Keeping the Dali dry: Flood threatens Beaverbrook gallery's celebrated collection
'I'm telling the staff ... that this might be a new normal,' says director Tom Smart
As the flood waters rise in Fredericton, Tom Smart knows exactly which painting in his gallery he would want to save.
"I'd like to say the Salvador Dali," the executive director of the Beaverbrook Art Gallery says. "But it's about 20 feet square, so I'd have to run out with a few people."
Instead, he might have to settle for a "beautiful" medieval ivory — about the size of a book — if the water level rises any more.
The Beaverbrook Gallery overlooks the St. John River's banks. It's a picturesque view in ideal circumstances, but this week it's less than desirable.
As of Friday, the water reached 5.5 metres — a record not surpassed in Saint John, N.B. since a historic flood in 1973. The province is urging more than 2,000 residents to evacuate their homes.
"As I look out the window, the river is on the other side of the glass panes, which is the good news," Smart told Day 6's Brent Bambury.
"The bad news: it's right up against the glass panes and so it's been quite a tense week."
Moving mountains (of artwork)
This isn't the first time the museum has squared off with mother nature.
The 1973 flood took hold of the city and put the gallery's collection at risk.
"The vault at that time was in the basement of the gallery and it [water] rose very rapidly and the paintings had to be removed very quickly," Smart said. "We did not want to repeat that."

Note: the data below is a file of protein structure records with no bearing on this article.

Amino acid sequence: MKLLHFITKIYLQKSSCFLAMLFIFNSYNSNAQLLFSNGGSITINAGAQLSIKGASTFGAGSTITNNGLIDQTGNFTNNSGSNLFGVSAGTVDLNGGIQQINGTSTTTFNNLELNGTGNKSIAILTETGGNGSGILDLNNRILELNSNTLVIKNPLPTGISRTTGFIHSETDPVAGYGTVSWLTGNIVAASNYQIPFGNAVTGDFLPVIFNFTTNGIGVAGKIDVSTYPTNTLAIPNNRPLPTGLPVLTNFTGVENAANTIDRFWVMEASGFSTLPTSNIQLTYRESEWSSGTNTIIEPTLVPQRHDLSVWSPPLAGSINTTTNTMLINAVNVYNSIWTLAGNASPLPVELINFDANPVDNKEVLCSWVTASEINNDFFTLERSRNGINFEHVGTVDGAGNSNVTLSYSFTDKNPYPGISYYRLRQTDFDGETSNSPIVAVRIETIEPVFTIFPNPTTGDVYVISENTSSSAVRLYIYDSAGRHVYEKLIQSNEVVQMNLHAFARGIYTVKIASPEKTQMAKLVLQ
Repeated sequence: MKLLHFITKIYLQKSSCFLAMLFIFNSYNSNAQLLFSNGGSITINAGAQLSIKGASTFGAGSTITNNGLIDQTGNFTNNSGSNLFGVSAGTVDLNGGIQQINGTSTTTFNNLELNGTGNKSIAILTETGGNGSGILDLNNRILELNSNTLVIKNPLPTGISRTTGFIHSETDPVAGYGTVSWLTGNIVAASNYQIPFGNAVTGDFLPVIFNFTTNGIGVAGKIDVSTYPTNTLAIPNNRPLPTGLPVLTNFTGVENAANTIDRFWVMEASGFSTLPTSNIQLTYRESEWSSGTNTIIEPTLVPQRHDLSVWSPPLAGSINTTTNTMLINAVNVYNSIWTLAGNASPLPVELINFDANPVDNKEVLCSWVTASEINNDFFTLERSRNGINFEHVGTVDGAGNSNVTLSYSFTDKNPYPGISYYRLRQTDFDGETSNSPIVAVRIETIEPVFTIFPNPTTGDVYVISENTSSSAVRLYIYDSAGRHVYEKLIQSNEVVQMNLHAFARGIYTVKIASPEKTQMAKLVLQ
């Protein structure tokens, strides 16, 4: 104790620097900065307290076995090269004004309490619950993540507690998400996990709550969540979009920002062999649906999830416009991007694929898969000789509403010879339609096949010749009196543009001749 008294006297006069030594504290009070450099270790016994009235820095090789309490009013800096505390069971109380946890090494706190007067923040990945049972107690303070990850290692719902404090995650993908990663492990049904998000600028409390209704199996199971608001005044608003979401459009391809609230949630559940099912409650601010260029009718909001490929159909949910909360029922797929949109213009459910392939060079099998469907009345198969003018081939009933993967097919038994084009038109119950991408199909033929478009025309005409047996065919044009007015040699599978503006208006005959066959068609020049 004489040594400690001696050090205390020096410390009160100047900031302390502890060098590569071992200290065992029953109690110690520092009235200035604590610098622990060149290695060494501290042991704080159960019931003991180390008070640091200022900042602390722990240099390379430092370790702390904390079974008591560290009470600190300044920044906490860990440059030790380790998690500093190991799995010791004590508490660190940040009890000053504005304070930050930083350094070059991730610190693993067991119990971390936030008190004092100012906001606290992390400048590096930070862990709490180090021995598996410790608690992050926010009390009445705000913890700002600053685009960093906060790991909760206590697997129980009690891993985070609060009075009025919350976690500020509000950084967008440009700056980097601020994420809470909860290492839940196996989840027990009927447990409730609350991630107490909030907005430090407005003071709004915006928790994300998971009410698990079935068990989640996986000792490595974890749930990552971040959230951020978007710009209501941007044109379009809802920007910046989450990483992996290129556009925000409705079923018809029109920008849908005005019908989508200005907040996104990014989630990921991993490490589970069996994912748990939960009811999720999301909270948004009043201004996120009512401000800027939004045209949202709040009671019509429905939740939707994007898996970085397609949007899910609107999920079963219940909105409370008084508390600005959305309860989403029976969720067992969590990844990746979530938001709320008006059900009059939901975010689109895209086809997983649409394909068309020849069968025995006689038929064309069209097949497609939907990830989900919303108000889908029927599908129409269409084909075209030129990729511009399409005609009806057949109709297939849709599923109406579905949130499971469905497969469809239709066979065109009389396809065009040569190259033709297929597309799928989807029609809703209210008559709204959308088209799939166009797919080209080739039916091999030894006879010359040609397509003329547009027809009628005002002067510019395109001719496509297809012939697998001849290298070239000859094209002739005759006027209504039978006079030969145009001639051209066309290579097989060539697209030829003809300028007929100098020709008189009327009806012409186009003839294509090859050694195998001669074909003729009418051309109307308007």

So, the gallery made a plan to fight back. They installed flood gates to keep water out and generators to run water pumps if it gets in. If things got bad, they would move the paintings.
"Last week we took the art off the wall where there are galleries that are below the flood level," Smart said.
It's no easy feat. Some paintings — decades, if not centuries, old — are fragile to the touch.
"It's very important that you're mindful when you [move them]," Smart said. It can take days to shuffle the paintings in a gallery as curators move carefully around corners, gripping the art firmly so they don't drop.
'A new normal'
The curator has seen three major floods in his museum career.
"I moved to Winnipeg in 1997 on May the 1st for the flood of the century," Smart said.
"When I came here last fall, I said let's get that flood drill out because I have a funny feeling: my bunions are hurting."
Still, the idea of moving his most recent gallery has never crossed his mind. The building was gifted to the city of Fredericton by Lord Beaverbank in 1959 and remains a landmark.
"As a matter of fact, we built a new wing last year," Smart said.
While the doors have been closed to visitors this past week, he is eager to open them back up.
Water is receding around the building, he says, but hydrostatic pressure against the floor and walls is making it unsafe to let visitors in.
"If we don't see any [pressure], then we're going to push the all clear and have the stuff back in here and open to the public as soon as we can get the art back on the wall," Smart said.
But Smart knows that the all clear will last only until the next flood.
"I'm telling the staff ... that this might be a new normal."
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